"Awful" that the English are vexed by my semi-auto? I again find it gratifying that you find this "awful." You come from a nation of civilized butchers who for hundreds of years have exploited and murdered unarmed civilians with firearms. Now, your gun crimes have actually doubled and tripled in most areas, even if actual killings have decreased. Rapes and armed robberies are up as well. This is the fruit of your "gun control."
      I find no church teaching, certainly not at the Papal or Congregational level, that condemns firearms other than with regard to their trafficking for unjust wars.
      As far as how someone is starved by a rifle, for decades, beginning with the Bengali region of India in the late 1700's, and on up to the 20th century, Indians were forced to farm the land and then pay most of their crops as "taxes" at riflepoint. This was begun by the British East India company, which in the late 1600's was given permission by the Queen to rape the Indian people and their resources. About 10 million died in that famine. In the late 1800's 29 million died, at riflepoint, as again they were forced to farm the land and surrender the crops to England rather than feed themselves. The British aristocracy and businessmen made a lot of money. In Africa, 27,000 Boer women and children were marched to concentration camps at gunpoint and starved to death there. What do you not understand about the British military, or the East India mercenaries, having guns and the people they oppressed NOT having guns? When someone takes your food at gunpoint, you starve. Clear enough?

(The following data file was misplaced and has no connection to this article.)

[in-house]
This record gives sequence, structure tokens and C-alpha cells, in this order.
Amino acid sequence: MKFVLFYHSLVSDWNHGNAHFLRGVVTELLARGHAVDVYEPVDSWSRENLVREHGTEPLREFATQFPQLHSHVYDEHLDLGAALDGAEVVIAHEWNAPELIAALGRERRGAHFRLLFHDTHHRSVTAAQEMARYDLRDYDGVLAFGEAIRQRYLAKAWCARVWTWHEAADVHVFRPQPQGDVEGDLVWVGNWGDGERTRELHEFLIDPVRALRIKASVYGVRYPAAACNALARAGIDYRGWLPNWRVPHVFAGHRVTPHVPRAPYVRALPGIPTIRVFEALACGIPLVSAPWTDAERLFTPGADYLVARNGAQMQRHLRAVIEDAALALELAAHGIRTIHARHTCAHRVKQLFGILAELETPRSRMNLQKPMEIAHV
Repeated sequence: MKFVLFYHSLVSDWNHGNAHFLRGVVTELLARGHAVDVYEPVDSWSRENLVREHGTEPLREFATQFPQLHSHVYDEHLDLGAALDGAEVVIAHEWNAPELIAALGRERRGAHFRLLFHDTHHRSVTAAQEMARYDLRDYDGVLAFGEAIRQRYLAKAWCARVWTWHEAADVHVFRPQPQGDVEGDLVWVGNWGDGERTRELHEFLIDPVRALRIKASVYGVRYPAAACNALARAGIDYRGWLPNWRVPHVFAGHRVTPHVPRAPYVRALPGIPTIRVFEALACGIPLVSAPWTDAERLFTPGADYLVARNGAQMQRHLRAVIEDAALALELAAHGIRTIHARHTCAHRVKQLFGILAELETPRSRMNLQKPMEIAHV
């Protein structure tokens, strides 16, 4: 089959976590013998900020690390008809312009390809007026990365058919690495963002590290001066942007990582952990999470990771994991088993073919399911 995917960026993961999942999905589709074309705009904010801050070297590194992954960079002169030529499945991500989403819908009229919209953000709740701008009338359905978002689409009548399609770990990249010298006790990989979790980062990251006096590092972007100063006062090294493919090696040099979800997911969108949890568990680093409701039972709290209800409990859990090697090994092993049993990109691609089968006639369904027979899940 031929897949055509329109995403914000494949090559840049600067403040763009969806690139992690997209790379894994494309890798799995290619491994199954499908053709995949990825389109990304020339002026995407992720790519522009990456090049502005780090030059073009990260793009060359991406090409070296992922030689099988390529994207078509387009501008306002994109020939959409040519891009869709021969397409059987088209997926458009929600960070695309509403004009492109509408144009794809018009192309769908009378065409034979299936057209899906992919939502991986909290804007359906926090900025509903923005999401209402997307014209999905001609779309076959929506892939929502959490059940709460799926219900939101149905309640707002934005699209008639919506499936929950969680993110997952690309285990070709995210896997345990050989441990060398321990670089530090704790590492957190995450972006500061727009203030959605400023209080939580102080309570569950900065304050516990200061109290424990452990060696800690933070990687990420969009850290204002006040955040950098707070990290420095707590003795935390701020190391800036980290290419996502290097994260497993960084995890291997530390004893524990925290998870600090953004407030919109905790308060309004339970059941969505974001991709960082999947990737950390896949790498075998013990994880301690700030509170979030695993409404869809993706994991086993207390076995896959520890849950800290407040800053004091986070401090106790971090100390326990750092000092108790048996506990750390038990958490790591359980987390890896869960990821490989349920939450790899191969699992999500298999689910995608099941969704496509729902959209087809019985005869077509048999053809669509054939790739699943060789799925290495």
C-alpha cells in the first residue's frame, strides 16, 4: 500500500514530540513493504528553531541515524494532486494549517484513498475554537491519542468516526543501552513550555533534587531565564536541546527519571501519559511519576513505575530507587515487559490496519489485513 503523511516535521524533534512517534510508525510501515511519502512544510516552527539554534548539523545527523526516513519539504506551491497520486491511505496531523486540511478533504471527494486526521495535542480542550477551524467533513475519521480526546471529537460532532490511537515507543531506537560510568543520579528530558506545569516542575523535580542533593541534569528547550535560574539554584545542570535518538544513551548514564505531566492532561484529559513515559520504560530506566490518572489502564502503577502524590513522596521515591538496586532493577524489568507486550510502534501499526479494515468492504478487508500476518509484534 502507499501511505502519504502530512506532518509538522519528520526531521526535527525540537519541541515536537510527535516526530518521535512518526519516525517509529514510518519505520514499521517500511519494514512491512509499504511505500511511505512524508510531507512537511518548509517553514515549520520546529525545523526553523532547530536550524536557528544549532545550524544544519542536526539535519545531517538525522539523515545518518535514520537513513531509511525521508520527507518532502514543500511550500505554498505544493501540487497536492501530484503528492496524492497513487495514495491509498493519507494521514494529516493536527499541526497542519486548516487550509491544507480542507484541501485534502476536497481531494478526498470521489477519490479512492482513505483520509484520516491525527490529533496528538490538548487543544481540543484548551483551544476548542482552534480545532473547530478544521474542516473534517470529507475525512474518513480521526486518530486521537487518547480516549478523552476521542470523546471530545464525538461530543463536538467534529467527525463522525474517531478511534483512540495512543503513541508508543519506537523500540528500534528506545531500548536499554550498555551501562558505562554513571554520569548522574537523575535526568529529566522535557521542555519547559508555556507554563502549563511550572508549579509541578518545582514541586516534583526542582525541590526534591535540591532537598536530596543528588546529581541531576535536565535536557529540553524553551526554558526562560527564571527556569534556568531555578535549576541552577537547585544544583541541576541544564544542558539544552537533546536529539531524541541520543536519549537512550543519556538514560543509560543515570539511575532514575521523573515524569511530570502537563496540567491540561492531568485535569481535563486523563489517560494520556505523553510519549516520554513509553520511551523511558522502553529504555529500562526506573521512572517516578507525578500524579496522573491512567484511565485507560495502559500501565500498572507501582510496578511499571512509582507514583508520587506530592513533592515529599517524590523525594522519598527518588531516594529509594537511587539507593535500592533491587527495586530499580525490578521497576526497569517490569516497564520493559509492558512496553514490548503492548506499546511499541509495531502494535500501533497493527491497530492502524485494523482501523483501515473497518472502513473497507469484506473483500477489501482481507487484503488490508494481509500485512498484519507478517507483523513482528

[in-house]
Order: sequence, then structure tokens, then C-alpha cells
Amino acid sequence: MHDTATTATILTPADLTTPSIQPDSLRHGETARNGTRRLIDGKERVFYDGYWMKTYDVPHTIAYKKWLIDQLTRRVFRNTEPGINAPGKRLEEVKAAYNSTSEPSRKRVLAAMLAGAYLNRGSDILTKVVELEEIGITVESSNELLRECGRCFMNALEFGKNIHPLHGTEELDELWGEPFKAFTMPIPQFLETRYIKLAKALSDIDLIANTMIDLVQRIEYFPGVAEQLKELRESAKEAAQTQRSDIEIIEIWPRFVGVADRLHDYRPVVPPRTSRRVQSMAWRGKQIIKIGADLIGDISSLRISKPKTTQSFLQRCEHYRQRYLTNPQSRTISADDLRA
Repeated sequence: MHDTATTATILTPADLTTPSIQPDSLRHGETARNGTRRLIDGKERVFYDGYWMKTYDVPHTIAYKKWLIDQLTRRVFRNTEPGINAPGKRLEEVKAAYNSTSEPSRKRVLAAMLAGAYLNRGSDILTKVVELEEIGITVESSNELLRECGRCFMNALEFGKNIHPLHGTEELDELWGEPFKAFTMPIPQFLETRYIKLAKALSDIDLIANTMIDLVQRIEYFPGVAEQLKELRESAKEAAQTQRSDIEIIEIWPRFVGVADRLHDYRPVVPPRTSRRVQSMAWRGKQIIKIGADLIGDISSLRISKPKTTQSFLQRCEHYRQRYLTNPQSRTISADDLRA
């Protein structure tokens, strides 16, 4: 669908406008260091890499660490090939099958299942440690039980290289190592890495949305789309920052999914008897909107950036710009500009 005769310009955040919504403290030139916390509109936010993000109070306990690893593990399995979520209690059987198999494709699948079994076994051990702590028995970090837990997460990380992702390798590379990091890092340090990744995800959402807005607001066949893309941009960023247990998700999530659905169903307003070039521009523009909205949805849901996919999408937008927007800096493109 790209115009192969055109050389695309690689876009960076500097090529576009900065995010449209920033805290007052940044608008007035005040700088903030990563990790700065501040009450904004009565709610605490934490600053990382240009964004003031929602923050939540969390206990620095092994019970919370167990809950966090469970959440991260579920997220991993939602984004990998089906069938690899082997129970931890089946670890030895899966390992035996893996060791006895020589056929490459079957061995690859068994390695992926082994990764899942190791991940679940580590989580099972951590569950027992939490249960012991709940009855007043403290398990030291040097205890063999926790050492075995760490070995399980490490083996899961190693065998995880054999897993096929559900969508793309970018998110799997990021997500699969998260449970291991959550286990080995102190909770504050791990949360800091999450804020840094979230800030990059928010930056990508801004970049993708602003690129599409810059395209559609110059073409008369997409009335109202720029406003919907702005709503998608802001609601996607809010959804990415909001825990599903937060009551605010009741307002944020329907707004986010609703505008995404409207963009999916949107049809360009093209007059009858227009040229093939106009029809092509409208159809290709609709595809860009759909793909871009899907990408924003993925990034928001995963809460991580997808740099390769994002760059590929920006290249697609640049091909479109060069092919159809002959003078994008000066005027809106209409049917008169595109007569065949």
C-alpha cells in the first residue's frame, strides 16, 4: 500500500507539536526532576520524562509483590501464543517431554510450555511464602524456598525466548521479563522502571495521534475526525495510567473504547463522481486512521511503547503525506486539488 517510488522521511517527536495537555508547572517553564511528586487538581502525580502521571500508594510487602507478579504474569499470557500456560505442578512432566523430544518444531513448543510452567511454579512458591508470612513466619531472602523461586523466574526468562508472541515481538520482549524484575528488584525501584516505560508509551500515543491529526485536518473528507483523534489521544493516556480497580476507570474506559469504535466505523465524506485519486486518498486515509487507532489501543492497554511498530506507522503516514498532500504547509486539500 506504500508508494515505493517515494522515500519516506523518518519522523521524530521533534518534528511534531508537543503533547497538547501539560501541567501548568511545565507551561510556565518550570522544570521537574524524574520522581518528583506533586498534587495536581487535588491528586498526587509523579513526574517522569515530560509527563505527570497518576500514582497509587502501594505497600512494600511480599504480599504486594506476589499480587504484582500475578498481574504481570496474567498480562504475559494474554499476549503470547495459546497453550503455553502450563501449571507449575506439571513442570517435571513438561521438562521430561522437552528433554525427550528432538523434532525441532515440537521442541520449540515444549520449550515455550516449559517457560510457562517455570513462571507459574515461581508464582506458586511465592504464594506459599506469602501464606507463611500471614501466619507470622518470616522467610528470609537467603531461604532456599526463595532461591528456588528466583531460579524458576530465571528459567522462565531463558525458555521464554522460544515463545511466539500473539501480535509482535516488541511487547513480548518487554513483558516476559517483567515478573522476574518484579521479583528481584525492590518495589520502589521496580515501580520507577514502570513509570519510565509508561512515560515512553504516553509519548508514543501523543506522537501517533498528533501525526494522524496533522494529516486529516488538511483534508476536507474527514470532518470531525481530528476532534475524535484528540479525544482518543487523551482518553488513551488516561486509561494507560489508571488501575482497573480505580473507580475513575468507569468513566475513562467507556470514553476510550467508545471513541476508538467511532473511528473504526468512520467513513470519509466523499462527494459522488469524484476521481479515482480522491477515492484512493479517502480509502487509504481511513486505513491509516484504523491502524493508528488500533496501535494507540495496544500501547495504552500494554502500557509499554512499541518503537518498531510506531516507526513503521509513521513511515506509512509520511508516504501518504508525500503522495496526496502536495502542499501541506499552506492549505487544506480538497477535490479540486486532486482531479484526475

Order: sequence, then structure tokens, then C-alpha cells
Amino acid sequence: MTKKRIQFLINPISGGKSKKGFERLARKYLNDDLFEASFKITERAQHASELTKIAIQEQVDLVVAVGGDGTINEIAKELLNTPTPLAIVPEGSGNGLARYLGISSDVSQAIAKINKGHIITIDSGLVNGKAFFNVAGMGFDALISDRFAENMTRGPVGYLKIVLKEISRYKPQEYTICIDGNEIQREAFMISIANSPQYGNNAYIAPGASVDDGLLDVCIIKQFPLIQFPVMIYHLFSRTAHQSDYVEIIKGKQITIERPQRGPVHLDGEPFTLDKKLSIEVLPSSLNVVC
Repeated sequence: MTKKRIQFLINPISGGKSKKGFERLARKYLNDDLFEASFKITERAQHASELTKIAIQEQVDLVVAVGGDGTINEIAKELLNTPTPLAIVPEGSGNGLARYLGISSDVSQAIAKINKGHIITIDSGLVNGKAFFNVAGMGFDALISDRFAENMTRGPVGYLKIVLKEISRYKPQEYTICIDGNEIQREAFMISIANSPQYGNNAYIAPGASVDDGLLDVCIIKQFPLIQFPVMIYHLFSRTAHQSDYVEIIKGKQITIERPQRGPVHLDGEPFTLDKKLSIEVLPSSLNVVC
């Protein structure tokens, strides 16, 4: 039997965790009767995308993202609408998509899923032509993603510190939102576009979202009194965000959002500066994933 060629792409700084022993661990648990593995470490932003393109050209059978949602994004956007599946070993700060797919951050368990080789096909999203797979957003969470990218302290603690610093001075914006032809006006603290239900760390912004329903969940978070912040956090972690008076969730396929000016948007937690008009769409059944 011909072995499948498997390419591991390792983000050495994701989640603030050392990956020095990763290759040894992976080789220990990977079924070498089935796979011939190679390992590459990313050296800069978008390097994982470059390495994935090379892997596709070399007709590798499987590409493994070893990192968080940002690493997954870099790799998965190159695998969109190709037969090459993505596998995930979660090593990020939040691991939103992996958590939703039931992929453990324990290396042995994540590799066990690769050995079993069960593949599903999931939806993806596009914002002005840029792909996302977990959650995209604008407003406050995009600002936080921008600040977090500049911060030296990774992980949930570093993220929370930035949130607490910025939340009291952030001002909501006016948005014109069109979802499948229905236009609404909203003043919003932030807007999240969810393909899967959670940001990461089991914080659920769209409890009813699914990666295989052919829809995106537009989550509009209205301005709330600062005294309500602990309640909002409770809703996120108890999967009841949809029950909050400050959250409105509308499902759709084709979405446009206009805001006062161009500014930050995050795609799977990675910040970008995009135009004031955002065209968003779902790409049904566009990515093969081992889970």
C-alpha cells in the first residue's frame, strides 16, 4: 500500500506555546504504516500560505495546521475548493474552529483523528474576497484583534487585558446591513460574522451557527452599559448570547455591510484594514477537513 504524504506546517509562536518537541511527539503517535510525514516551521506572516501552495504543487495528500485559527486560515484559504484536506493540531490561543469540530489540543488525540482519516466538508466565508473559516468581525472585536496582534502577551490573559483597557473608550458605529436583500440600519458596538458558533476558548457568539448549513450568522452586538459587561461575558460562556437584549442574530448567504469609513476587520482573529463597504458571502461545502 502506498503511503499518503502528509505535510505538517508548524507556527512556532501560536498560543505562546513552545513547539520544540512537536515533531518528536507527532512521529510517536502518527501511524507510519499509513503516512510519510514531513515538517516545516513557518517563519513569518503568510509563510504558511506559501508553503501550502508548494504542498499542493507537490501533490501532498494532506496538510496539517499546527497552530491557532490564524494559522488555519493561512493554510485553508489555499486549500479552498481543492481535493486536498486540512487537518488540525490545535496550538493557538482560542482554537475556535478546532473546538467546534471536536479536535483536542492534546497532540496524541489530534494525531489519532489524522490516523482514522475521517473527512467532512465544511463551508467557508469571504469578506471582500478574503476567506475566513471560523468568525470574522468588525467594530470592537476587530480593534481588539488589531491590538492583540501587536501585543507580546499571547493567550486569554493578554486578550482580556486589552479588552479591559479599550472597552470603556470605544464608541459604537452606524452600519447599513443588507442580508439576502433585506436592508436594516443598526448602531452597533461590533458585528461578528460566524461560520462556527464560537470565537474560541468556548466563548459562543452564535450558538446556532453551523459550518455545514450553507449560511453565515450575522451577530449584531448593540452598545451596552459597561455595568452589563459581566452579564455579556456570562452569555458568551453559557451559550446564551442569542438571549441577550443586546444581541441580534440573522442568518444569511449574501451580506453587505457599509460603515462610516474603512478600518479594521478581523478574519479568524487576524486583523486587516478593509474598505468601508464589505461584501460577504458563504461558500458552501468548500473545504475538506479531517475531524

Putting words in my mouth and saying I think the Church is biblically deficient is wrong. You completely ignored all but one of my biblical references. The Catechism you cite does not address the biblical passages I used, and as I said it is not even close to an exhaustive treatment of Church teaching or Scripture. It is not meant to be a "stand-alone" authority on Church Teaching, but rather a summary.
      The Catechism sections you mention only reference scripture in one (2262 I think), and even then these do not pertain to weapons in and of themselves, but our disposition; Jesus clearly allowed his followers to carry swords. I mentioned several passages, and your only response was to falsely accuse me of saying the Church is biblically deficient. It is your arguments that are biblically deficient. Jesus HAD to go to his death, and in that context, the disciples were interfering with his mission. We see this in John 18, wherein, unlike the synoptics, Jesus adds a purpose clause to his admonition about the sword. He does not say swords are bad, or evil, or even that it should be cast away. He does not even condemn the act, rather, he states that it interferes with his mission. In Mt 26:51, Mk 14:47, Lk 22:36-38, and JN 18:10-11, we have a clear understanding that bearing arms was acceptable and part of everyday life, even among the Apostles.
      Thus, I can cite multiple biblical passages that support bearing arms, and find none that condemn them. We agree that disposition and intent is the key. You did not address at all my mention of St. Paul's invocation of his Roman Citizenship and the threat of arms it employed, as well as the bearing of arms for his own protection from the mobs. Paul repeatedly makes a point of avoiding harm when possible (being lowered in a basket, leaving hostile places, etc), and even remained hopeful that he might be released.